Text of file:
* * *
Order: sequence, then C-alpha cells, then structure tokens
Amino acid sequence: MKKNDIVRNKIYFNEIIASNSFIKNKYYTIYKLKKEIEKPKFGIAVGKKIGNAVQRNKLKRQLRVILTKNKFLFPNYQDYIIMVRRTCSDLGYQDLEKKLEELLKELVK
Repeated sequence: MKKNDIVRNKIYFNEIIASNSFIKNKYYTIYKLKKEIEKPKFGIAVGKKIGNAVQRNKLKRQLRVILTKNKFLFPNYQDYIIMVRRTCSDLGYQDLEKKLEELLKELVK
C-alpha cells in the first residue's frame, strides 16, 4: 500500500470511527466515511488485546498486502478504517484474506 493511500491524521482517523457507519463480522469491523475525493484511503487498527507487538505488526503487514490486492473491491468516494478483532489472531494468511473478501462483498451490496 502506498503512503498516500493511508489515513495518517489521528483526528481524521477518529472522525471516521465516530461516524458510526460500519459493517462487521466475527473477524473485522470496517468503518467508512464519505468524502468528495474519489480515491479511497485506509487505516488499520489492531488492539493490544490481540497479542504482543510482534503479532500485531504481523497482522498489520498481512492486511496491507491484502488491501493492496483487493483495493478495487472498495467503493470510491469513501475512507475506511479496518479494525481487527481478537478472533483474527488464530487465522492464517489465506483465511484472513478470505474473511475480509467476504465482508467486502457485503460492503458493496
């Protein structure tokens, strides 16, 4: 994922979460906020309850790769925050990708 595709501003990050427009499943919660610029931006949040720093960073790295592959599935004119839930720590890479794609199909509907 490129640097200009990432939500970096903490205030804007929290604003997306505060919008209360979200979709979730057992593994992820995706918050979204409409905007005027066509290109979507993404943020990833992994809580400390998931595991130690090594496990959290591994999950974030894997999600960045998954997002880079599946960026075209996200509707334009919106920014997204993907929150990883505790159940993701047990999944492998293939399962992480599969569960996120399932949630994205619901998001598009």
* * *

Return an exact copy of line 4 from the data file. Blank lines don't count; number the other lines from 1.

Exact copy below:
C-alpha cells in the first residue's frame, strides 16, 4: 500500500470511527466515511488485546498486502478504517484474506 493511500491524521482517523457507519463480522469491523475525493484511503487498527507487538505488526503487514490486492473491491468516494478483532489472531494468511473478501462483498451490496 502506498503512503498516500493511508489515513495518517489521528483526528481524521477518529472522525471516521465516530461516524458510526460500519459493517462487521466475527473477524473485522470496517468503518467508512464519505468524502468528495474519489480515491479511497485506509487505516488499520489492531488492539493490544490481540497479542504482543510482534503479532500485531504481523497482522498489520498481512492486511496491507491484502488491501493492496483487493483495493478495487472498495467503493470510491469513501475512507475506511479496518479494525481487527481478537478472533483474527488464530487465522492464517489465506483465511484472513478470505474473511475480509467476504465482508467486502457485503460492503458493496